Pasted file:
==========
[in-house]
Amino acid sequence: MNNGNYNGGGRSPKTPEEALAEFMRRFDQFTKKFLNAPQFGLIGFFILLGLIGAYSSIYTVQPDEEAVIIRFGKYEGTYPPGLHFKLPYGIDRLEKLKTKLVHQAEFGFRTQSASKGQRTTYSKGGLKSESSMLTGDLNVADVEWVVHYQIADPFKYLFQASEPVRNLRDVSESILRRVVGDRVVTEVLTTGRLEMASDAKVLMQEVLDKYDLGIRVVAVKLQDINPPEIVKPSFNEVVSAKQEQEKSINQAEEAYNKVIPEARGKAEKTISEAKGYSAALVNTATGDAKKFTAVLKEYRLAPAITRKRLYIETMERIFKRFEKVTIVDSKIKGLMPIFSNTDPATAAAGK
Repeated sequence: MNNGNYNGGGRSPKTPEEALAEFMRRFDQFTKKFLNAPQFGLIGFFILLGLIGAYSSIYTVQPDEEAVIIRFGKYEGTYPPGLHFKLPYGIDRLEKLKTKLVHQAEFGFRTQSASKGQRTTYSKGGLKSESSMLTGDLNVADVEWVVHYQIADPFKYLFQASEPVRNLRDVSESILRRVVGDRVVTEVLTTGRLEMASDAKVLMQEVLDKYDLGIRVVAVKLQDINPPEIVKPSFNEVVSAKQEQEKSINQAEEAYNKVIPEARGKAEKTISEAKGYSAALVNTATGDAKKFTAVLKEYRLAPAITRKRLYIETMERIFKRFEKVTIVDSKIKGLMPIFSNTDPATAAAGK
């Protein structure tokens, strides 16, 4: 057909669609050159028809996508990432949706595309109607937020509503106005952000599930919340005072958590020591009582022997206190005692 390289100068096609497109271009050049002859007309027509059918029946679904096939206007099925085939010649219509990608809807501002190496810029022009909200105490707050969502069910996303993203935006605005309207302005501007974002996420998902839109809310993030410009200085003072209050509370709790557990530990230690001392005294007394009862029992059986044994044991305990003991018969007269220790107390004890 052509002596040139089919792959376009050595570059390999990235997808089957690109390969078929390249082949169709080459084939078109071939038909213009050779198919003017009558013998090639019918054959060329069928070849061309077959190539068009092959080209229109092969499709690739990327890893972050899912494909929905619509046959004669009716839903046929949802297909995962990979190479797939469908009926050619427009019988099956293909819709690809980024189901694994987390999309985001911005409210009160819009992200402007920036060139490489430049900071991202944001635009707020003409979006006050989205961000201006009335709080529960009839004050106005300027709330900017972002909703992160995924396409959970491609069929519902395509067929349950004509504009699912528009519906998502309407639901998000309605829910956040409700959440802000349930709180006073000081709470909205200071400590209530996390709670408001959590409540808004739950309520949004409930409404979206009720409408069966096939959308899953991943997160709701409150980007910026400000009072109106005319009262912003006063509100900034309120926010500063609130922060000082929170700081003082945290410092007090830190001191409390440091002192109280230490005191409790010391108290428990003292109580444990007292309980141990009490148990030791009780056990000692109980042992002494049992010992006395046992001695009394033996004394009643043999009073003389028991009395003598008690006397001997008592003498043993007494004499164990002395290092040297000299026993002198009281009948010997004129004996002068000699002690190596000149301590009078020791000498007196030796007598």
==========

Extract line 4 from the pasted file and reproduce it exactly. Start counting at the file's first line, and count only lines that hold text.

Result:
């Protein structure tokens, strides 16, 4: 057909669609050159028809996508990432949706595309109607937020509503106005952000599930919340005072958590020591009582022997206190005692 390289100068096609497109271009050049002859007309027509059918029946679904096939206007099925085939010649219509990608809807501002190496810029022009909200105490707050969502069910996303993203935006605005309207302005501007974002996420998902839109809310993030410009200085003072209050509370709790557990530990230690001392005294007394009862029992059986044994044991305990003991018969007269220790107390004890 052509002596040139089919792959376009050595570059390999990235997808089957690109390969078929390249082949169709080459084939078109071939038909213009050779198919003017009558013998090639019918054959060329069928070849061309077959190539068009092959080209229109092969499709690739990327890893972050899912494909929905619509046959004669009716839903046929949802297909995962990979190479797939469908009926050619427009019988099956293909819709690809980024189901694994987390999309985001911005409210009160819009992200402007920036060139490489430049900071991202944001635009707020003409979006006050989205961000201006009335709080529960009839004050106005300027709330900017972002909703992160995924396409959970491609069929519902395509067929349950004509504009699912528009519906998502309407639901998000309605829910956040409700959440802000349930709180006073000081709470909205200071400590209530996390709670408001959590409540808004739950309520949004409930409404979206009720409408069966096939959308899953991943997160709701409150980007910026400000009072109106005319009262912003006063509100900034309120926010500063609130922060000082929170700081003082945290410092007090830190001191409390440091002192109280230490005191409790010391108290428990003292109580444990007292309980141990009490148990030791009780056990000692109980042992002494049992010992006395046992001695009394033996004394009643043999009073003389028991009395003598008690006397001997008592003498043993007494004499164990002395290092040297000299026993002198009281009948010997004129004996002068000699002690190596000149301590009078020791000498007196030796007598």